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Springfield City Council continues to advocate for more vaccination sites (WWLP)

SPRINGFIELD, Mass. (WWLP) – The City of Springfield has been working to determine how many residents and which areas of the city, have received their COVID-19 vaccine.

Councilors discussed the data during the weekly COVID-19 Response Committee meeting on Tuesday. Much of the data is collected by zip code.

As of February 23, the Public Health Department showed that 15,953 people in Springfield had received the first dose of the COVID-19 vaccine and that 5,097 received the second dose.

Department of Public Health

Information from Curative at the Eastfield Mall mass vaccination site shows that zip codes representing surrounding communities are receiving more vaccinations than zip codes representing Springfield.

At-Large Springfield City Councilor Jesse Lederman is chairman of the COVID-19 Response Committee. During the meeting, he said it’s crucial the city has access to frequent and accurate data.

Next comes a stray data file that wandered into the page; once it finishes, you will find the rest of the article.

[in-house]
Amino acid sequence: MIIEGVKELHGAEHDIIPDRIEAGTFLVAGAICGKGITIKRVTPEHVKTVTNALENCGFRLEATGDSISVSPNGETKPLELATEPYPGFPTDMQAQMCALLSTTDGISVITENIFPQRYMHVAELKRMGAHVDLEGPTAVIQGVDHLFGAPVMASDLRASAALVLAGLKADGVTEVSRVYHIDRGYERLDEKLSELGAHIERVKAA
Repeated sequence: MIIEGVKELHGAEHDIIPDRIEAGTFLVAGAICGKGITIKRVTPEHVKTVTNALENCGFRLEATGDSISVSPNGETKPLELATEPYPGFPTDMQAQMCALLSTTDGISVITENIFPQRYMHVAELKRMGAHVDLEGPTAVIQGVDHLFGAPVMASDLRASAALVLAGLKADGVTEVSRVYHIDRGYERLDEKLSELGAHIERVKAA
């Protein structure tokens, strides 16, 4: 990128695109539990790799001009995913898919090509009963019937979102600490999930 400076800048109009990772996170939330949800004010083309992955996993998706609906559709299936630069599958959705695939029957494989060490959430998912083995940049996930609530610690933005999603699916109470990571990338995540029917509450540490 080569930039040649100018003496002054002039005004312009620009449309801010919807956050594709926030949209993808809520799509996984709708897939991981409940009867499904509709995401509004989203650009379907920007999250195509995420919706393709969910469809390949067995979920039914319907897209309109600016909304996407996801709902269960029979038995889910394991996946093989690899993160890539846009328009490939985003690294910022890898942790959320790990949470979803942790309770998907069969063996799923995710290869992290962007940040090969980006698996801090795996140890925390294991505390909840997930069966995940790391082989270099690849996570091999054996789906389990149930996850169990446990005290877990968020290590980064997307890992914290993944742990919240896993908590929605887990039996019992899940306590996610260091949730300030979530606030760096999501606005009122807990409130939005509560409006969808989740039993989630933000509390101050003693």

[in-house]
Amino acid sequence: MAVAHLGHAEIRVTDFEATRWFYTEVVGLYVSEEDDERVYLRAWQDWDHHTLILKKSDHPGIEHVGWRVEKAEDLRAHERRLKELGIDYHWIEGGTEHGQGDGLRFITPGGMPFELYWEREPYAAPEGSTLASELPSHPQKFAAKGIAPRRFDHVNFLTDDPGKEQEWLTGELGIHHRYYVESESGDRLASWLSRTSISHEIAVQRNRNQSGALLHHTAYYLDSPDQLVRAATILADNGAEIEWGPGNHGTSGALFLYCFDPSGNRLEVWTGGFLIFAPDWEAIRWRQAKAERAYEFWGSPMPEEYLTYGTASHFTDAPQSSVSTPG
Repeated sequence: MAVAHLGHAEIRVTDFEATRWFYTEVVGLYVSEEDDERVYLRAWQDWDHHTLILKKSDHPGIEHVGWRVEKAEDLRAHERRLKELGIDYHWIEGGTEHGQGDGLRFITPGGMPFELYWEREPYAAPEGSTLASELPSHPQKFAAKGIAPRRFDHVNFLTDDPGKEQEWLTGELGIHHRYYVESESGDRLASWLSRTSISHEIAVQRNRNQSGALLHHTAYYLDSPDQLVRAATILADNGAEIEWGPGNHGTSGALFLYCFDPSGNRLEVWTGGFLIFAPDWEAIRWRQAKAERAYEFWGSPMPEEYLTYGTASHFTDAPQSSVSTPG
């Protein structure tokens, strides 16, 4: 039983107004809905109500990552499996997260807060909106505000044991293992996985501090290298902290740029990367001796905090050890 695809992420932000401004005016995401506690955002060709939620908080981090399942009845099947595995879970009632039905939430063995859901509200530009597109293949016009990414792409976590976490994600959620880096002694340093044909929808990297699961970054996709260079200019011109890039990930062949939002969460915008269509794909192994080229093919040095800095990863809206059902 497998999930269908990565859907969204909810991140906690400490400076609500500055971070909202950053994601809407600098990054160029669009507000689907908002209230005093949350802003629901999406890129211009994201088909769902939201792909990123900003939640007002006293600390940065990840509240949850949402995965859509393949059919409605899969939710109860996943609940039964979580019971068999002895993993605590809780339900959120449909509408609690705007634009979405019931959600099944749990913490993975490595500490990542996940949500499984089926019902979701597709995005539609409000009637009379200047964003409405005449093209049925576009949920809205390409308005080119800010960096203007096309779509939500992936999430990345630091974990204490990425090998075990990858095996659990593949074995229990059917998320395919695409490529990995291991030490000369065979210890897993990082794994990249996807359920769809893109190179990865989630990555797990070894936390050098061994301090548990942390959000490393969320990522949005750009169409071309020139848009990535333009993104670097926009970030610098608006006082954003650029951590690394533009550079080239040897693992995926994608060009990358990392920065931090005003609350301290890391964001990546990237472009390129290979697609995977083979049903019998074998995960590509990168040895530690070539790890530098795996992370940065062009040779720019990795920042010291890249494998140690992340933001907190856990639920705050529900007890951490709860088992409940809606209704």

“This data gives us our first snapshot of the status of vaccination in Springfield, but more detailed data on a regular basis will be necessary to accurately assess and respond to the pandemic as we move through vaccination phases. The state should be providing this data regularly and publicly. Upon initial review, the fact that suburban zip codes topped the list at the mass vaccination site is a clear indicator of why the state must prioritize localized vaccine distribution in Springfield. The state should take steps to make this a reality immediately,” Councilor Lederman said.

According to Health and Human Services Commissioner for Springfield, Helen Caulton-Harris, the city is prepared to start vaccinating residents.

“Yes. We have a site planned, we have a vaccinator planned. But what we need is to be assured we’re going to get the appropriate number of vaccines,” Caulton-Harris told councilors during the meeting.

Springfield City Council and the health commissioner are continuing to advocate for local vaccination sites in Springfield.

City Councilors also said that mass vaccination sites can lead to unequal distribution because they’re not easily accessible for all communities, even if they’re close by in proximity.

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